September 04, 2014

Big Data Server Side JavaScript Injection 

Bd3In Part #2 of this blog series, Mark Kraynak covered some of the application security risks that reside in Big Data implementations, and in follow-up, I’d like to address some of these potential risks in greater detail.

In the application world, ‘input sanitation’ has always been one of the biggest concerns from a security standpoint. Unchecked or poorly checked input may result in injection attacks that can result in a data breach, alter an application behavior or a server hijack.

For 12 years, SQL Injection has been one of the biggest concerns in application security due to the fact that it allows a hacker to manipulate the input to the application in such a way that it alters a query to the backend database and may compromise or leak data. (More can be learned on SQL Injection here.)

With the rise of Big Data and the NoSQL concept, where SQL Language is replaced by scripted APIs, it became common belief that the SQL Injection problem had been solved because the backend database was a NoSQL database. Well… that is not entirely true.

While there are several application security problems inherited in some of the big data platforms, including Insecure Direct Object Reference, Client side enforcement of Server side security, and Server Side JavaScript Injection, it’s the latter -- Server Side JavaScript Injection -- that is very similar in its overall structure to SQL Injection. For the sake of argument, then, we will demonstrate this phenomenon.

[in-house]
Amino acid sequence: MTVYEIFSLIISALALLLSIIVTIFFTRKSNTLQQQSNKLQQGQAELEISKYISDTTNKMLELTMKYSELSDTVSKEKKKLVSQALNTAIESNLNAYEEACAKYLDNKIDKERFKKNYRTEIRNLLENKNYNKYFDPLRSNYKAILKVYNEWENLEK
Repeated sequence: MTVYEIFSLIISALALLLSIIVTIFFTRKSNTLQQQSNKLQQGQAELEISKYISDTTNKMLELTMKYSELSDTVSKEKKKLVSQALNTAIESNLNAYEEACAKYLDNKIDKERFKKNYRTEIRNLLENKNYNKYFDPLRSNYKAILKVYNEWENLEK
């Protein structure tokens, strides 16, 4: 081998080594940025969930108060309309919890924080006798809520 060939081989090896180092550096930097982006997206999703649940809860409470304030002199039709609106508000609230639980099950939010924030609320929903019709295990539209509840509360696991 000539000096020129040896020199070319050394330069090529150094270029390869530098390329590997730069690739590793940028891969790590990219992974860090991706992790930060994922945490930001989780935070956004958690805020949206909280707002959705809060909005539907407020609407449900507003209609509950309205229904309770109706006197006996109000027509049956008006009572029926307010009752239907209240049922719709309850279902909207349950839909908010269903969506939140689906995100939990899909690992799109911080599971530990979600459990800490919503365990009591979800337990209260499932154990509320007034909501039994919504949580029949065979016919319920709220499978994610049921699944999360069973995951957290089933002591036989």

Server Side JavaScript (SSJS)

In the past few years, as part of the browser race to become the best and the fastest and with JavaScript becoming one of the core components of web enablement, JavaScript engines have become powerful and robust, and were have helped the increase in popularity of server side JavaScript as well. This makes lots of sense as the technology behind it is very mature; plus, with the knowledge base that has grown tremendously inside organizations as they have developed their own applications, it makes total sense that JavaScript has been harnessed for server side development as well.

For example, Node.js was born as a JavaScript runtime environment which can easily become your web server’s platform. Other implementations include database mapping, visual and hardware controls and advanced server side computation. Finally, the technology is also heavily used in Big Data. Specifically MongoDB uses JavaScript for some of its core functionality (for instance, in the query API).

Sever Side JavaScript Injection (SSJI)

To set the premise, we must understand how the backend logic works. The backend big data server will hold either stored JavaScript logic or will be queried with JavaScript functionality (much like a Stored Procedure and an SQL Query), and will then require input into these functions in order to produce the query itself. Also, some Big Data databases allow JavaScript execution within their query dialog as means for advanced lookups, which is a key component to big data’s robustness.

This however, means that there is a potential of altering queries that are executed on the server by manipulating the query that is sent from the application itself!